Alexander the Great is one of the most fascinating (and short-lived) rulers in history (356-323 B.C.).  The young Macedonian ruler was intent upon conquering the known world. Upon arriving in Gordium, he was shown an ox cart tied to a post which had been secured by an intricate knot devised by King Gordias 100 years earlier. An oracle had predicted that whoever untied the knot would rule all of Asia. Anxious to prove he would be the conqueror of Asia, Alexander struggled to untie the knot. The most popular legend says that unable to find the ends, Alexander sliced the knot with one stroke of his sword.  That night a violent thunderstorm convinced the onlookers that the gods were pleased with Alexander, and he would indeed be the ruler of all Asia.

To this day, to "cut the Gordian knot" is an expression used to denote a bold solution to a complicated problem.  It is also used as a metaphor to describe an intractable problem solved by cheating (cutting the knot, rather than untying it.)
Alexander Cutting the Gordian Knot, Jean-Simon Berthelemy

Welcome to the Globe Theatre!  Our students cordially invite you to enjoy an evening of Shakespearean wit and whimsy with select performances from Macbeth, The Tempest, Hamlet, Romeo & Juliet, King Lear,  and more.  Your ticket also admits you to our Elizabethan Museum where you will see live displays of 16th century England and enjoy music and foods.

APRIL 17 & 18
$50 per person/$80 per couple

Tickets on sale now!
The Importance of Fairy Tales

Our school families recently gathered to watch the new Cinderella movie. The Disney production was beautifully filmed and quite faithful to the original tale. But what are the origins of this beloved classic?

Cinderella is a European folk tale. There are many versions of the story and many names for the heroine but all contain the principal elements of oppression, neglect, and ultimate recognition and happiness.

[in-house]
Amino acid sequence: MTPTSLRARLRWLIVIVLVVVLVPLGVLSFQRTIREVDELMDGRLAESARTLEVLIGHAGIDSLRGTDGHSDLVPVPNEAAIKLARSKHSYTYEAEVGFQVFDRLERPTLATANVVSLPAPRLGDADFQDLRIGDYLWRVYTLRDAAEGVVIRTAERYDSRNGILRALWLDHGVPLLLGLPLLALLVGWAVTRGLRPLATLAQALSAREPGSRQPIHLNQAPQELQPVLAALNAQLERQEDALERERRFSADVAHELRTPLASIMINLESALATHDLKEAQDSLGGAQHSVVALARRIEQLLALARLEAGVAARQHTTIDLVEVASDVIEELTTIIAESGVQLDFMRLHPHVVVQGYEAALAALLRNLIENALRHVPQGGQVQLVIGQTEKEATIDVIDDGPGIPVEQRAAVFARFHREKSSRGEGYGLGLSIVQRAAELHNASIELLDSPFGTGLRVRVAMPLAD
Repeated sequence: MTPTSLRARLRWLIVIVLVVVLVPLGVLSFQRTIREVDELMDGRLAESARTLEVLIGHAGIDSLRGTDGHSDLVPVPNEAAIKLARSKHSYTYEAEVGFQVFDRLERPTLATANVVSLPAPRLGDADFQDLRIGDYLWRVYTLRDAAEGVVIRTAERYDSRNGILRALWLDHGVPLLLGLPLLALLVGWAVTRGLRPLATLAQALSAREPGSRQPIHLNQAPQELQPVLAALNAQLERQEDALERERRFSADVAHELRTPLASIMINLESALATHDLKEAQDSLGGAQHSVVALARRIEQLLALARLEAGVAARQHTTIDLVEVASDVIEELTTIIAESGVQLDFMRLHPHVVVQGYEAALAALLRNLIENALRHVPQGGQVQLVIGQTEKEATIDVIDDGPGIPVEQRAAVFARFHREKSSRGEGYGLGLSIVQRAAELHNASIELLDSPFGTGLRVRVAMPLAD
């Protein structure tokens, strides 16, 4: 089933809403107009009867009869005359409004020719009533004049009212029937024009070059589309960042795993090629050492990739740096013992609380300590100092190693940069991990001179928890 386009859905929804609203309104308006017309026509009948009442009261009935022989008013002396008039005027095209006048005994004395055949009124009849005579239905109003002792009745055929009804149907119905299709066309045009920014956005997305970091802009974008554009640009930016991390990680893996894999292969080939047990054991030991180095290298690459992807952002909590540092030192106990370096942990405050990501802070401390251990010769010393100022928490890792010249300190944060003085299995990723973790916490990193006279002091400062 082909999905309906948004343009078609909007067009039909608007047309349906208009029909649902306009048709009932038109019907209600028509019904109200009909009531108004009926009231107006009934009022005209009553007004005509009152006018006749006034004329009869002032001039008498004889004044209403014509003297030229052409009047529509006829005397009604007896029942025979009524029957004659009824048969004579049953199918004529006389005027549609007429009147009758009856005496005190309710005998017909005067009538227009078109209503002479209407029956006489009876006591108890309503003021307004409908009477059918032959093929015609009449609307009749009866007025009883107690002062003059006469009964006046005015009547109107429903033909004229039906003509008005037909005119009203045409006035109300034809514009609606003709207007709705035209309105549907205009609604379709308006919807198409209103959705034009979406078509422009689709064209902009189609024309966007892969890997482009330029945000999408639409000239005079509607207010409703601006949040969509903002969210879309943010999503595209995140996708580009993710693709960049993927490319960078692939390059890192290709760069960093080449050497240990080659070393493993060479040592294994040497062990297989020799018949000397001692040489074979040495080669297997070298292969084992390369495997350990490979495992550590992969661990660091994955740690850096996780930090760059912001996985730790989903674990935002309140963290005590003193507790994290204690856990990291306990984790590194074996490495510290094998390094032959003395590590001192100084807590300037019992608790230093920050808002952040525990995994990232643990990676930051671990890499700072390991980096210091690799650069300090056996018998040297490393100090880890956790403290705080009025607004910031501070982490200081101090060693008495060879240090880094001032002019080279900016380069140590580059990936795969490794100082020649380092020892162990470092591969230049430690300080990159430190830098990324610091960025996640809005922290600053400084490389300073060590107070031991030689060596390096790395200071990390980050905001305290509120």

Giambattista Basile wrote one of the first published versions of the tale in 1634. His collection of folktales served as an important influence for later fairy tale authors such as Charles Perrault and the Brothers Grimm. Basile's collection includes the familiar tales of Puss in Boots, Rapunzel, Snow White, Beauty and the Beast, and others. 

Both Perrault and the Brothers Grimm wrote versions of Cinderella. Perrault's rendition introduced the pumpkin carriage, the fairy godmother, and the glass slippers. The Grimms' version is rather dark and presents the father as a less loving man than the other two stories. 

Regardless of your preferred adaptation, Cinderella's timeless tale reminds us that fairy tales play an important role not only in teaching virtue, but in illustrating the entire spectrum of human traits, and in expanding the imagination of the child (and the adult). Few things are quite as satisfying as witnessing the prince slay the dragon or the witch wither to ash. The fairy tale is a genre well-suited to present the choice between good and evil (there is little ambiguity in fairy tales) to the youngest audiences who inherently understand notions of truth and justice. Fairy tales are important because they have something to teach us about being human, and increasingly, these lessons are becoming lost in today's world. At Veritas Classical Academy we use fairy tales as tools to unlock the imagination, spark discussion on important themes, and learn to emulate heroes and heroines.


Check Out Our Full Curriculum!
Know what your kids are learning.
Click here to view the entire curriculum.
Thank you again for your interest in our school.  Please contact us if you have any questions or would like to schedule a private meeting.
Kevin & Khadine Ritter (740) 629-7467
Austin & Wendy Rehl (740) 710-9045
Naresh & Melissa Nayak (740) 516-1784